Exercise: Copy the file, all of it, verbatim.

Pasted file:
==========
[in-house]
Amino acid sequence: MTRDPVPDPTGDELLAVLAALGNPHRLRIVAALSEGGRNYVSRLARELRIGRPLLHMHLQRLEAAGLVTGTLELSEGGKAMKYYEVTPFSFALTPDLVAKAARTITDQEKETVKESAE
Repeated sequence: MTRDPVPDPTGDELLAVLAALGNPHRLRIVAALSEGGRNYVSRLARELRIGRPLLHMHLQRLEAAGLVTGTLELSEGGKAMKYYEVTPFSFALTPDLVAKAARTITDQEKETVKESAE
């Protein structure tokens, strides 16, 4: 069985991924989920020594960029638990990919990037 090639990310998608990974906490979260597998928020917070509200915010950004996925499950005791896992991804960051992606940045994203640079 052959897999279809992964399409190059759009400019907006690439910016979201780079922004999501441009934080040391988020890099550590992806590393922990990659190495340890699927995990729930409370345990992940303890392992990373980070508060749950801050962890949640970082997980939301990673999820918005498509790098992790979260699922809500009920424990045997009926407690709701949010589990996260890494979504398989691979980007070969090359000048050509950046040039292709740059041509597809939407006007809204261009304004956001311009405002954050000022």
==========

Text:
[in-house]
Amino acid sequence: MTRDPVPDPTGDELLAVLAALGNPHRLRIVAALSEGGRNYVSRLARELRIGRPLLHMHLQRLEAAGLVTGTLELSEGGKAMKYYEVTPFSFALTPDLVAKAARTITDQEKETVKESAE
Repeated sequence: MTRDPVPDPTGDELLAVLAALGNPHRLRIVAALSEGGRNYVSRLARELRIGRPLLHMHLQRLEAAGLVTGTLELSEGGKAMKYYEVTPFSFALTPDLVAKAARTITDQEKETVKESAE
């Protein structure tokens, strides 16, 4: 069985991924989920020594960029638990990919990037 090639990310998608990974906490979260597998928020917070509200915010950004996925499950005791896992991804960051992606940045994203640079 052959897999279809992964399409190059759009400019907006690439910016979201780079922004999501441009934080040391988020890099550590992806590393922990990659190495340890699927995990729930409370345990992940303890392992990373980070508060749950801050962890949640970082997980939301990673999820918005498509790098992790979260699922809500009920424990045997009926407690709701949010589990996260890494979504398989691979980007070969090359000048050509950046040039292709740059041509597809939407006007809204261009304004956001311009405002954050000022």